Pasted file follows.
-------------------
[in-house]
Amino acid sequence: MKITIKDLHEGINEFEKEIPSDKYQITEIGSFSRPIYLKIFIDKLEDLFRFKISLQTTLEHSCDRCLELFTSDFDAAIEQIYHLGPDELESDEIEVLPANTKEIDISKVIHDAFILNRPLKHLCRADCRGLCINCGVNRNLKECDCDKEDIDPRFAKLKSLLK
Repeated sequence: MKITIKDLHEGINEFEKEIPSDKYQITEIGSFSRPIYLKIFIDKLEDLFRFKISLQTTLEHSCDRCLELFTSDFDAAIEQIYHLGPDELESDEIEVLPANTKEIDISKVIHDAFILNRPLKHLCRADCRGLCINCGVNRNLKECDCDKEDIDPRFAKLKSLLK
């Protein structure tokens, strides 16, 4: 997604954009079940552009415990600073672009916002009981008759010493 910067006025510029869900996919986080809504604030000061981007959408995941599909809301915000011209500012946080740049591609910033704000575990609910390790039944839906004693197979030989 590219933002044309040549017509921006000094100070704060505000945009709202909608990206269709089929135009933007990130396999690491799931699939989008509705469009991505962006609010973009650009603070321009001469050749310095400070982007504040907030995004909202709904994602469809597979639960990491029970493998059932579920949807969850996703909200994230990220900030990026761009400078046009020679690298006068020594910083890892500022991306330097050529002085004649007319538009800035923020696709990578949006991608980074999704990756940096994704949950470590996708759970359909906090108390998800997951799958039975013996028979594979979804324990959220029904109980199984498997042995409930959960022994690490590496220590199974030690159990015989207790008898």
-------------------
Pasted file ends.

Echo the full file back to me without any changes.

[in-house]
Amino acid sequence: MKITIKDLHEGINEFEKEIPSDKYQITEIGSFSRPIYLKIFIDKLEDLFRFKISLQTTLEHSCDRCLELFTSDFDAAIEQIYHLGPDELESDEIEVLPANTKEIDISKVIHDAFILNRPLKHLCRADCRGLCINCGVNRNLKECDCDKEDIDPRFAKLKSLLK
Repeated sequence: MKITIKDLHEGINEFEKEIPSDKYQITEIGSFSRPIYLKIFIDKLEDLFRFKISLQTTLEHSCDRCLELFTSDFDAAIEQIYHLGPDELESDEIEVLPANTKEIDISKVIHDAFILNRPLKHLCRADCRGLCINCGVNRNLKECDCDKEDIDPRFAKLKSLLK
């Protein structure tokens, strides 16, 4: 997604954009079940552009415990600073672009916002009981008759010493 910067006025510029869900996919986080809504604030000061981007959408995941599909809301915000011209500012946080740049591609910033704000575990609910390790039944839906004693197979030989 590219933002044309040549017509921006000094100070704060505000945009709202909608990206269709089929135009933007990130396999690491799931699939989008509705469009991505962006609010973009650009603070321009001469050749310095400070982007504040907030995004909202709904994602469809597979639960990491029970493998059932579920949807969850996703909200994230990220900030990026761009400078046009020679690298006068020594910083890892500022991306330097050529002085004649007319538009800035923020696709990578949006991608980074999704990756940096994704949950470590996708759970359909906090108390998800997951799958039975013996028979594979979804324990959220029904109980199984498997042995409930959960022994690490590496220590199974030690159990015989207790008898």